“Is four the lowest score?”

“No, I got zero. Thanks for bringing it up!” said Shannon, although at the Rad America First Supper in 2004 at the old Nightmare Collective warehouse in Forest Grove, Oregon, she apparently won the creative shot award for lookin’ like a crazed sportsman with a lazy eye, a pose that made the local paper, The News-Times (although it doesn’t appear to be logged online).

On the way inside, I notice some folks in a lime green school bus parked in the driveway. Inside is Zach Archibald, deep frying a turkey. He’s been deep frying birds for six years, but this year, he had a new trick up his sleeve: A devise he’d invented and named the Intactor. Apparently his Turkeys have had a tendency to break in half on the way out of the vat of boiling oil, so he constructed a wire net with handles that keeps the bird whole, keeps it from getting burned on the bottom of the pot, and allows him to stir the oil all at once. Peter, the night’s host, was also in the bus to observe the spectacle and hear Zach tell tales of a beef jerky business he once had in Atlanta that involved drying the meat in a box with hairdryers. Peter plans to save the oil to power the engine, which he’s working on converting.

Zach’s was only one of four turkeys at the Supper (which appears to be a holiday completely unrelated to Thanksgiving that happens to fall on the same day each year). There was also a roasted bird, and a “wimpy” seitan imposter, as well as an “extreme” habanero-seasoned seitan foul, which, in a secret ballot election, came out on top (though Zach came in second).

After dinner was pageant time, and the members of Show Me the Pink cleared a small area around the piano in the large, hanging-blankets, pillows-on-the-floor, Moroccan-style dining room. They sang of their “colonization” of the freezing cold Forest Grove warehouse which occurred right after the reelection of Bush. In these dark times, all were welcomed into the warehouse, and there assembled a group of free-thinkers, environmentalists, feminists, and generally non-judgmental folk. They sang, often in hilarious baritones, of how those folks seemed to multiply and how they continued to do greater and greater things together (the gigantic Sprockettes benefit that occurred just last weekend came to mind for me), and how all indications are that America is slowly getting radder because of them. They sang of “breaking old chains” and forming “new traditions.”

At the end of the songs, Noelle was handed her daughter, 14 month-old Starlet, who throughout dinner, had walked around the dining room greeting all her pals, mostly her mother’s fellow minibike dancers, the Sprockettes. I thought about how Rad America would be a hell of a place to grow up. The whole day was very welcoming—I had come alone and only knew a few of the guests from having interviewed them previously for stories or on my old radio show—but the pageant in particular displayed the sort of sense of tradition and community surrounding a holiday that I had only previously witnessed in religious contexts. I envied those religious traditions and those personal connections because they seemed to make people feel good and help them to fulfilling lives, but they were forever unavailable to me because they came with the baggage of, you know, believing in a specified God, believing in war, believing that gay people are going to Hell, believing something crazy in any case.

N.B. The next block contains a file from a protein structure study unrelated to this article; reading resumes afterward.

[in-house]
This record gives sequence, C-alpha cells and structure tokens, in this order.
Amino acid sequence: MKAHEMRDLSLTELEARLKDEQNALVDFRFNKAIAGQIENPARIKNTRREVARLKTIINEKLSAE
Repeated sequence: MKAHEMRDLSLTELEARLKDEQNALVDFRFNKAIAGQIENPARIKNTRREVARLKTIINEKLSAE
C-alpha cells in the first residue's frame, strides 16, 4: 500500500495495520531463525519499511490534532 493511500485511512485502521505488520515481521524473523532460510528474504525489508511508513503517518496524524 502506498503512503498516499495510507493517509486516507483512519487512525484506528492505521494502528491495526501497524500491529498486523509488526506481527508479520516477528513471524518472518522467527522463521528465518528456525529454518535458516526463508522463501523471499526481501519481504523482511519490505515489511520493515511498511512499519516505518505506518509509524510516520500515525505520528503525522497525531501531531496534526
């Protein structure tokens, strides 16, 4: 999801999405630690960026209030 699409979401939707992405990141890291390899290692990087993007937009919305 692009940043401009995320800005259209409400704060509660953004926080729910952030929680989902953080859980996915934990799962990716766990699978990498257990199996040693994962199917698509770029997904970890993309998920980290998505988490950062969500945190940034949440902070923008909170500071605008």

Zach, Noelle, and company have done something very valuable and very rare. They’ve created what seems to be a sane and affirming social group. In an age of Bowling Alone (Bob Putnam’s great book on the demise of American social capital), and the breakdown of secular groups (not a lot of bridge clubs these days…), Rad America represents something like a family of friends, and, as SMTP discovered on tour, one that can easily integrate with friendly folks worldwide.

Of course, since by common reckoning it was Thanksgiving, and therefore someone had to do something goofy in front of others, after the pageant and before the winner of the turkey shoot was announced, Zach told a story about how he had reluctantly used the BB gun to finish off a giant rat that had invaded the Archibald home and that might have eaten Starlet if not stopped. It was sort of graphic and hilariously contrasted all the highfalutin pageantry, and I’m glad Zach was there to do it since none of our uncles were around and it wouldn’t have been Thanksgiving without something like that. I probably wasn’t the only one reminded of the Regular American holiday: Shortly after the story, a lovely woman working on a photography project with the Sprockettes declared to me, “Best Thanksgiving ever.” Well, it was certainly the raddest, but it took me a minute to agree because it suddenly occurred to me that Zach’s story was sort of a Thanksgiving swan song for me. I think I’ll be having a Rad Supper wherever I am the rest of these years, and odds are at least someone at the table will be having it with me.

Photo: Starlet Archibald for Rad President 2048.

The interview about Rad America.
My review of the Sprockettes Invite.
Show Me the Pink on Nerd Space.

Tuesday, March 20, 2007

CycleSlaughterama 3 Richmond , VA 2006

I found these pictures by Tod Seelie.